by TED S. McGREGOR JR. & r & & r & Way To Go, Washington! & r & & r & In this space a few weeks ago, we mentioned that our own Evergreen State must have the most confounding presidential primary anywhere. We've got a caucus, and a vote -- but the Democrats aren't counting the ballots, even though the Republicans are (but only half). Even the New York Times seems to agree, in a story from earlier this week that reads, "...it appears that the primary, first approved in a 1988 referendum with the goal of giving greater voice to voters who might not be able or inclined to attend a party caucus, may have the distinction of being one of the few essentially irrelevant contests in a presidential race so fierce this year..."
Well, it may be irrelevant, but at least it was expensive. The story goes on to point out that the $10 million, taxpayer-funded election will result in choosing just 19 Republican convention delegates. That, as one Democrat points out in the story, costs us about $526,000 per delegate.
Hooch On Hold
Ever wonder why Idaho elections seem so tame? Sure, it may be because there are barely any Democrats, but a more likely explanation is the long-time state ban on liquor sales on Election Day. All that could change, however, as Big Liquor is seeking a change in the law with a bill now winding its way through the Statehouse. So far the Idaho House has endorsed letting Idahoans rip after their annual enfranchisement, but North Idaho's Dick Harwood (R-St. Maries) and Phil Hart (R-Athol) voted against it.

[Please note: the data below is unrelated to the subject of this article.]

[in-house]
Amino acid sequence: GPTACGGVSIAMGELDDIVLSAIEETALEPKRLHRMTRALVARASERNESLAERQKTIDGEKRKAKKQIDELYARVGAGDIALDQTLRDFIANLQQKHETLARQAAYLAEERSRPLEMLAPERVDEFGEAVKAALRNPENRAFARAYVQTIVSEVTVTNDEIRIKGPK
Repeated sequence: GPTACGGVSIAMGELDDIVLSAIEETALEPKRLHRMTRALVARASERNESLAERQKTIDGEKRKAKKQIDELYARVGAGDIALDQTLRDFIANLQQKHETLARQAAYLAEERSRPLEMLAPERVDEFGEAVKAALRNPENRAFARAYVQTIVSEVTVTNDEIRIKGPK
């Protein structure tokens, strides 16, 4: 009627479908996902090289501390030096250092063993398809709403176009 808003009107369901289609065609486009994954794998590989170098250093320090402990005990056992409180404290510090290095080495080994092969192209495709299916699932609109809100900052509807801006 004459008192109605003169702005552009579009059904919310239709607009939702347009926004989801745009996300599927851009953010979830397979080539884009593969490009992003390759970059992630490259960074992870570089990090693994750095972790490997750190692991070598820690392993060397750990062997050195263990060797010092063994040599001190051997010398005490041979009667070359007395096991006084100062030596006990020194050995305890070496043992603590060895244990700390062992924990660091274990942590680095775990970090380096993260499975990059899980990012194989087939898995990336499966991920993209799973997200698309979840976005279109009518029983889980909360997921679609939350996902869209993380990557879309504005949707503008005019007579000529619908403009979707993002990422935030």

Believe it or not, there's a lull coming on the presidential primary calendar. After the whirlwind of these past two months, candidates will have two full weeks between Tuesday's votes in Wisconsin, Washington and Hawaii and the March 4 primaries in Ohio, Texas, Rhode Island and Vermont. Watch your favorite pundits for signs of withdrawal.
John McCain may have the nomination tied up, but he doesn't want to stumble into the general election, barely able to beat Mike Huckabee with Barack Obama or Hillary Clinton looming. If Huckabee wins in Texas, that could be a big headache for McCain. So watch how Ron Paul does in his home state -- he could siphon enough votes to give Huckabee a chance.